ISLAMABAD: Pakistan on Thursday welcomed the Biden administration’s renewed push at seeking an end to the war in Afghanistan with a set of new proposals but aired its concerns over giving India a role in the Afghan endgame.
The new US administration recently outlined its strategy regarding Afghanistan. The four-point plan includes a UN-sponsored conference of regional countries, high-level talks between the Afghan government and the Taliban in Turkey, 90-day reduction in violence and a transitional Afghan government.
The plan is aimed at breaking the stalemate in the peace process as US Secretary of State Antony Blinken in a letter to Afghan President Ashraf Ghani had warned that the Taliban might take over after the US withdraws its troops from the war-torn country.
On Thursday the Foreign Office formally reacted to the US plan and said Pakistan welcomed the “US efforts to re-energise the peace process and expedite the final political settlement”.
“Pakistan had consistently supported the Afghan peace process. Our positive contribution facilitated the US-Taliban peace agreement and the subsequent intra-Afghan negotiations,” Zahid Hafiz Chaudhri told the media at his weekly briefing.
He said Pakistan had continued to emphasise that there is no military solution to the Afghan conflict and the only way forward is through a political process.
“It is important for the parties to the Afghan conflict to continue negotiations and pursue an Afghan-led and Afghan-owned peace process. All sides must work together for an inclusive, broad-based and comprehensive political settlement,” he added.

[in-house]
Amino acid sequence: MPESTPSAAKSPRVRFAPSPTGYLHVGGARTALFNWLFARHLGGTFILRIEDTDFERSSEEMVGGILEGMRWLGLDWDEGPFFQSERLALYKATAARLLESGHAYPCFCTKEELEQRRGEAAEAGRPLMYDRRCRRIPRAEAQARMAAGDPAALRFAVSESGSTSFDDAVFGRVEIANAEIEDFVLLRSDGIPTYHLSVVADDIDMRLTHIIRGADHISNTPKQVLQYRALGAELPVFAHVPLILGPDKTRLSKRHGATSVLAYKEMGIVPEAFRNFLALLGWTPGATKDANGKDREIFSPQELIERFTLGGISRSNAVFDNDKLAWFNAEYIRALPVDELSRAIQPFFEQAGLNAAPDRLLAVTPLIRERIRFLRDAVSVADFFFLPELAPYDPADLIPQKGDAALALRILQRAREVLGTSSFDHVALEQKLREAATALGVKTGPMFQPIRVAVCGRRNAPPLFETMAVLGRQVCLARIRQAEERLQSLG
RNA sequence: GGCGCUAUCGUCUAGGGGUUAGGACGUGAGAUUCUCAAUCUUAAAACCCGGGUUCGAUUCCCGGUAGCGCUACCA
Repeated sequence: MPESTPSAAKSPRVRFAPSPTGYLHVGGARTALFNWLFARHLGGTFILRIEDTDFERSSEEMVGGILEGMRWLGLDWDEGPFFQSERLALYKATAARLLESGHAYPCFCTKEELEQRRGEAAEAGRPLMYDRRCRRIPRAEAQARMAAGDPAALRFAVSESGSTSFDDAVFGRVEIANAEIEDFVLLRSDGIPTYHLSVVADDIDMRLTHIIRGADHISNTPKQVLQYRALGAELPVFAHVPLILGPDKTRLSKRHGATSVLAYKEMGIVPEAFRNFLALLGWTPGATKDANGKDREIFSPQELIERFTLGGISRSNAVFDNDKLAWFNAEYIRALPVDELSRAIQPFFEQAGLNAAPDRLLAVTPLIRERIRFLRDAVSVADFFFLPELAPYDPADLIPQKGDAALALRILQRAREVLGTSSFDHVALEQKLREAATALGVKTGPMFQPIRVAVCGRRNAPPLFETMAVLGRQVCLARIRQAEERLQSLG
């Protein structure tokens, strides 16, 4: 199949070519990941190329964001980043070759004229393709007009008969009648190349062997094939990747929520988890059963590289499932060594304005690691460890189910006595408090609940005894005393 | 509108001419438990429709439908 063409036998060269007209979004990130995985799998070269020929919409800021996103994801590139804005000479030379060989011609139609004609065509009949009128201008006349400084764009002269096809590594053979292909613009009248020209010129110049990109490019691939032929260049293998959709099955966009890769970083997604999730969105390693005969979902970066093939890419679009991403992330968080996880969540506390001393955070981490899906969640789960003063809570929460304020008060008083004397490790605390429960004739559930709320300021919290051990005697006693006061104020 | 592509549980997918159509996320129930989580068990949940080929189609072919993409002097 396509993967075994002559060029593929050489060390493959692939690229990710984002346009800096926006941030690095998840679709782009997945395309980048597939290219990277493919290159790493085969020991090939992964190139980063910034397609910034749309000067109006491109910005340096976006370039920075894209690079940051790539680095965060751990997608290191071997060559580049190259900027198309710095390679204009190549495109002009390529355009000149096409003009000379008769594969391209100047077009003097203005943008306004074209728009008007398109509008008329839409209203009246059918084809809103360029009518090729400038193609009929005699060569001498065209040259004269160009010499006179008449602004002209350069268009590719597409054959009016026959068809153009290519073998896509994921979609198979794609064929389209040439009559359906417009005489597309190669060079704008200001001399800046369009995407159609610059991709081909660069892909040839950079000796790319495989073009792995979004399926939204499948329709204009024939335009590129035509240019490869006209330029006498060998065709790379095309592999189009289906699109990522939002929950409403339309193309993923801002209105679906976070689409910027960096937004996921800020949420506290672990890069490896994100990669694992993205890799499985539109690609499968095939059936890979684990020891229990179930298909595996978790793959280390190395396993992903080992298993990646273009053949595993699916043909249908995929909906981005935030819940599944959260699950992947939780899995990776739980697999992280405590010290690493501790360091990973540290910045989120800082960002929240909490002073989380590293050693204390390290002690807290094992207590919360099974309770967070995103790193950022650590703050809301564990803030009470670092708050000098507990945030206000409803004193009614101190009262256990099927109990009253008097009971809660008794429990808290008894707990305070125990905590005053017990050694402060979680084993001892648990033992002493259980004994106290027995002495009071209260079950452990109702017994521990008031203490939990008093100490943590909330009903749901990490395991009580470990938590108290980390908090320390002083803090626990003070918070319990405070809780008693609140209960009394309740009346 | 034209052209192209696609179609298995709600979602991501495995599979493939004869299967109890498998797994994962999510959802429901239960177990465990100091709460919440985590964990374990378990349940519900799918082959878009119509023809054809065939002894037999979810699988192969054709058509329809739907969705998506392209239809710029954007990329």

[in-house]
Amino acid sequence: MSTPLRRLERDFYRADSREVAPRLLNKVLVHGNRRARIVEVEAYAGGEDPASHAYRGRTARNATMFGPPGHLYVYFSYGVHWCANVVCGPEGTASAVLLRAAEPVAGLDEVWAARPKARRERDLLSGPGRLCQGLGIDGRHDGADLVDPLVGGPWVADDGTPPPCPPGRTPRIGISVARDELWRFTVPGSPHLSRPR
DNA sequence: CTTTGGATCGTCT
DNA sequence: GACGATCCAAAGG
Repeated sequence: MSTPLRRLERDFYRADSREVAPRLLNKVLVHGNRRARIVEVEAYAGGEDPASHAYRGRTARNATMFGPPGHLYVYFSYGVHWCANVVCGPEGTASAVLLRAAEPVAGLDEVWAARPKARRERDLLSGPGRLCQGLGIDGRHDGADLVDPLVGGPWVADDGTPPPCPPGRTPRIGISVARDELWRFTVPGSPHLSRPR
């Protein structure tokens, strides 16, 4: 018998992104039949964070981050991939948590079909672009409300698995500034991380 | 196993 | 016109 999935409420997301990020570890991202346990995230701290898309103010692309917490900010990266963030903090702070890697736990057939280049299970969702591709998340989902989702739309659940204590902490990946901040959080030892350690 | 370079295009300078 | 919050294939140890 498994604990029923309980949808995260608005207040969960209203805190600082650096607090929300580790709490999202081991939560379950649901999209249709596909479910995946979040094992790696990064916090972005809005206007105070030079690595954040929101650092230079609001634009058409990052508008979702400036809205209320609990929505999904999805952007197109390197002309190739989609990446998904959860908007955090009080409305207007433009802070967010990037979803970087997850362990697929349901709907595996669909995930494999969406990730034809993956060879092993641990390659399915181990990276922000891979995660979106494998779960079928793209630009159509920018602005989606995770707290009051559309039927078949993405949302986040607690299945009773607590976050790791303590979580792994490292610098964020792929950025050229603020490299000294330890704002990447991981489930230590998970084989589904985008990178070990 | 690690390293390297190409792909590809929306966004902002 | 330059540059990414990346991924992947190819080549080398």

Responding to the proposal of inviting India at the UN conference on Afghanistan, the spokesperson said Pakistan supports regional approaches to solving the conflict in Afghanistan.
“At the same time, we need to remain cognisant of the role of spoilers. Unfortunately, India has not been a constructive partner for peace in Afghanistan,” the spokesperson said.
“It is important to guard against the detrimental role of ‘spoilers’, both within and outside Afghanistan, who do not wish to see return of peace in the region,” he maintained.
As for talks with India, the spokesperson said Pakistan had never shied away from talks and has always called for a peaceful resolution of all outstanding disputes, including the internationally recognised dispute of Jammu and Kashmir.
Regarding the procurement of Covid vaccine, he said Pakistan had not entered into any bilateral procurement agreement for the Covid vaccine from India.
“GAVI, the international vaccine alliance, has offered to provide vaccine doses to several countries, including Pakistan under its COVAX Facility,” he clarified.
“The procurement and supply mechanism of the vaccine doses are undertaken by GAVI and not the recipient countries,” the spokesperson further explained.
To a question regarding update on the missing Pakistani retired army office, Habib Zahir, in Nepal, the spokesperson said on request of the government, Nepal had constituted a special team to look into the incident, but there was no progress in the matter so far.
He mentioned that there was a strong evidence pointing towards the involvement of Indian hostile agencies in the abduction of Habib Zahir, including involvement of Indian nationals who reportedly received him at Lumbini, made his hotel reservations and booked his tickets.
“The abduction of Habib Zahir is a serious transnational crime which is in sharp contravention to the international law, especially human rights and humanitarian law,” he said.
He said the UN Working Group on Enforced or Involuntary Disappearances had also registered the case of Habib Zahir, on the request of his family.